“It blew my mind how generous people are,” Rev. Andrews said. “We have not had to tap the church budget. Food and money donations are coming in, supplying what we need.”

Troutt is praying for there to be one or two cooks each Saturday, and three servers. The cooked food will be transported from the church kitchen to the parsonage, where it will be served.

She expects to offer spaghetti, casseroles, sandwiches and salads, as well as soup.

With 45 to 50 people coming in at one time and sitting down to eat, organizers plan to serve more than 100 in a session, using paper plates to make cleanup easy.

Like other shelters and food programs, Calvary’s Soup Kitchen will have “do’s and don’ts.” People who come will need to abide by basic rules – not arriving intoxicated, or using bad language – to maintain a respectful place where people can eat and visit.

Calvary is announcing the program at other shelters and places serving homeless and hungry people.

On days the Soup Kitchen is not open, the Store House will continue to operate, with Jones answering the door.

Over the years, the church membership has fluctuated from 125 to 250 as people come and go at Fairchild Air Force Base.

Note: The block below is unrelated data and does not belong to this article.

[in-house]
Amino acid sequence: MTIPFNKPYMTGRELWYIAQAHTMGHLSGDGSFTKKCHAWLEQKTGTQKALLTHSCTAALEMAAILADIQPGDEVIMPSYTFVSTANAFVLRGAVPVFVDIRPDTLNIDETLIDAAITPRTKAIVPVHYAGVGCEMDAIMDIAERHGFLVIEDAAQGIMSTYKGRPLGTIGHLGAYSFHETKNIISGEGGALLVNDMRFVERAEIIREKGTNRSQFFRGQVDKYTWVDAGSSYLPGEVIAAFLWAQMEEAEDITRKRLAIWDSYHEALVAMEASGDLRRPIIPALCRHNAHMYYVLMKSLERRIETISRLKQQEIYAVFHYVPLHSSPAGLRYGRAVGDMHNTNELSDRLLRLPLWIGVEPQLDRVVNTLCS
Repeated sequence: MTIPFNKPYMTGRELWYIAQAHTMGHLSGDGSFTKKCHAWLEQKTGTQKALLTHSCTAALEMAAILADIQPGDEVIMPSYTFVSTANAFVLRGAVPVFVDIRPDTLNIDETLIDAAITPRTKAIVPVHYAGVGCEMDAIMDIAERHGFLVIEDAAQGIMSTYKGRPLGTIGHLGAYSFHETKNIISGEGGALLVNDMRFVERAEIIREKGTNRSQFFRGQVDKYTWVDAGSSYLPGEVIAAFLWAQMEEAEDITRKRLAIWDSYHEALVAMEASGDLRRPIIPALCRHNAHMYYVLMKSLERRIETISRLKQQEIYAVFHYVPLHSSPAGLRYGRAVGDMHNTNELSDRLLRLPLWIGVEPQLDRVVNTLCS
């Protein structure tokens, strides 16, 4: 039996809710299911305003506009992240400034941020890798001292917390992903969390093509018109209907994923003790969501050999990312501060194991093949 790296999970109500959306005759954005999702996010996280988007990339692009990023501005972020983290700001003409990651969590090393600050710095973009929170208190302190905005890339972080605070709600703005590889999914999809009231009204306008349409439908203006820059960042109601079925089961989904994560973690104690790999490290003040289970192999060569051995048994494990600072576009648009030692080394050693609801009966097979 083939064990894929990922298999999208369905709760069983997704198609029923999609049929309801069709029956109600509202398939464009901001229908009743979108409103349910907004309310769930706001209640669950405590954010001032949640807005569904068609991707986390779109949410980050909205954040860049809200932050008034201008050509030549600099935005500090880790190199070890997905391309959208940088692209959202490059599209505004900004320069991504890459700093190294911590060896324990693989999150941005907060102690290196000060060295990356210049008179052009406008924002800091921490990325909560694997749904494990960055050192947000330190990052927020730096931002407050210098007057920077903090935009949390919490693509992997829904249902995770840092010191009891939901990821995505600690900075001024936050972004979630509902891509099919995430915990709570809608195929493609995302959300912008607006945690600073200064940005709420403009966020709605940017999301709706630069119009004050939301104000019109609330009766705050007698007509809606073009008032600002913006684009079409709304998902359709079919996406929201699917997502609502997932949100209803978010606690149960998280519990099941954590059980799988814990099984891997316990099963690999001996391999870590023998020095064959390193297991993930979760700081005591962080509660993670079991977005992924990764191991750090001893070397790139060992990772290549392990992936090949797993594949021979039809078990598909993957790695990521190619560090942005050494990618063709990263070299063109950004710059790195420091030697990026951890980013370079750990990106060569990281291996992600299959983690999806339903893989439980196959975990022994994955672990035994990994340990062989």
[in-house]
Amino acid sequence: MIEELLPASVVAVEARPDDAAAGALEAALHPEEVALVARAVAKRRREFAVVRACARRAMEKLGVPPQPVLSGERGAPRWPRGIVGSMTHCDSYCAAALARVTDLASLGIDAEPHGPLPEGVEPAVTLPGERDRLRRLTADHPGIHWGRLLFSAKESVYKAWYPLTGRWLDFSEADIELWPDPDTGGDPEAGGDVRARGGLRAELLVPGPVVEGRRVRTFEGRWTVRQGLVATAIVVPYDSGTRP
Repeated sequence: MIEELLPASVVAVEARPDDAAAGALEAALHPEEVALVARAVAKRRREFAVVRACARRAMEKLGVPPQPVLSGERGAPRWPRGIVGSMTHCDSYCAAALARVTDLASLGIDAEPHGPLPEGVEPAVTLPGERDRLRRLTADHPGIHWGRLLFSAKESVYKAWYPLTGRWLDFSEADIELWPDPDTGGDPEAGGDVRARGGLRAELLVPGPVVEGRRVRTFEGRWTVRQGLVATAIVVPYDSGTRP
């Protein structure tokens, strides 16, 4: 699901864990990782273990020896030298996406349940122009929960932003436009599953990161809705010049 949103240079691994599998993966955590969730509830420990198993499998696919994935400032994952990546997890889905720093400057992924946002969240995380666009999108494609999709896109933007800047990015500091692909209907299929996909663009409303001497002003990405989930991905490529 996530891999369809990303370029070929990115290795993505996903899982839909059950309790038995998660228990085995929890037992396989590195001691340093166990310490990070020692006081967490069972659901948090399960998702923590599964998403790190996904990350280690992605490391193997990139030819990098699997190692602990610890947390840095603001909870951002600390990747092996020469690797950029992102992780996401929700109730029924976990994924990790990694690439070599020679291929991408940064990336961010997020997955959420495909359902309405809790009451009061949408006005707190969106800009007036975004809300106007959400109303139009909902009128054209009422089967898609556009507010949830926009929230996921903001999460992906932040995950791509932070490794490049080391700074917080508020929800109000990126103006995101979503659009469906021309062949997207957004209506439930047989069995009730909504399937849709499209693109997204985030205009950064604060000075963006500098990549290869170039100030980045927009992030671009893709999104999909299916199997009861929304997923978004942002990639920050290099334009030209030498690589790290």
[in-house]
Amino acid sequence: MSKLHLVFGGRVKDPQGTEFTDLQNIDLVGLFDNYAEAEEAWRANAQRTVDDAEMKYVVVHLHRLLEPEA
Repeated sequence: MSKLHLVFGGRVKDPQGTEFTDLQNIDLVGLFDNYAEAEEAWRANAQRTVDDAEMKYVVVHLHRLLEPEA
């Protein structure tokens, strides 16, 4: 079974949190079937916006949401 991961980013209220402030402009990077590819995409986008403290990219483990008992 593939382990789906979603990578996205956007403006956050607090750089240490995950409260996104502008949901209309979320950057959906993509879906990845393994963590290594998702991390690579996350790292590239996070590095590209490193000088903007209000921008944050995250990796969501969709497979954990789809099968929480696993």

Among those arriving with the Air Force were Troutt and her husband, James. When they came to Spokane in 1983, aside from working all day, she did community work and studied human resources at Gonzaga University.

In 2005, she retired after 36 years of working as executive secretary for five commanders at Fairchild. A month after retirement, she started as a substitute instructional assistant and secretary for Spokane Public Schools.

“I like organizing and making something happen to do good,” Troutt said. “All I do, I do in faith. I pray, and things happen.

“At Fairchild, I prayed for a multicultural fair. We started one and 300 people came. Over the years, it grew to draw 5,000.”

The Women’s Ministry also does small projects like collecting toiletries to give to women’s shelters.

“I continually pray that God will send willing workers with a passion to serve the community,” said Troutt. “Without that passion, people’s support would fizzle.”

Condensed and reprinted from the December issue of The Fig Tree, a monthly newspaper that covers faith in action in the Inland Northwest. For more information, call (509) 535-1813 or visit www.thefigtree.org.
The Spokesman-Review Newspaper

Local journalism is essential.

Give directly to The Spokesman-Review's Northwest Passages community forums series -- which helps to offset the costs of several reporter and editor positions at the newspaper -- by using the easy options below. Gifts processed in this system are not tax deductible, but are predominately used to help meet the local financial requirements needed to receive national matching-grant funds.

Active Person

Subscribe to the Coronavirus newsletter

Get the day’s latest Coronavirus news delivered to your inbox by subscribing to our newsletter.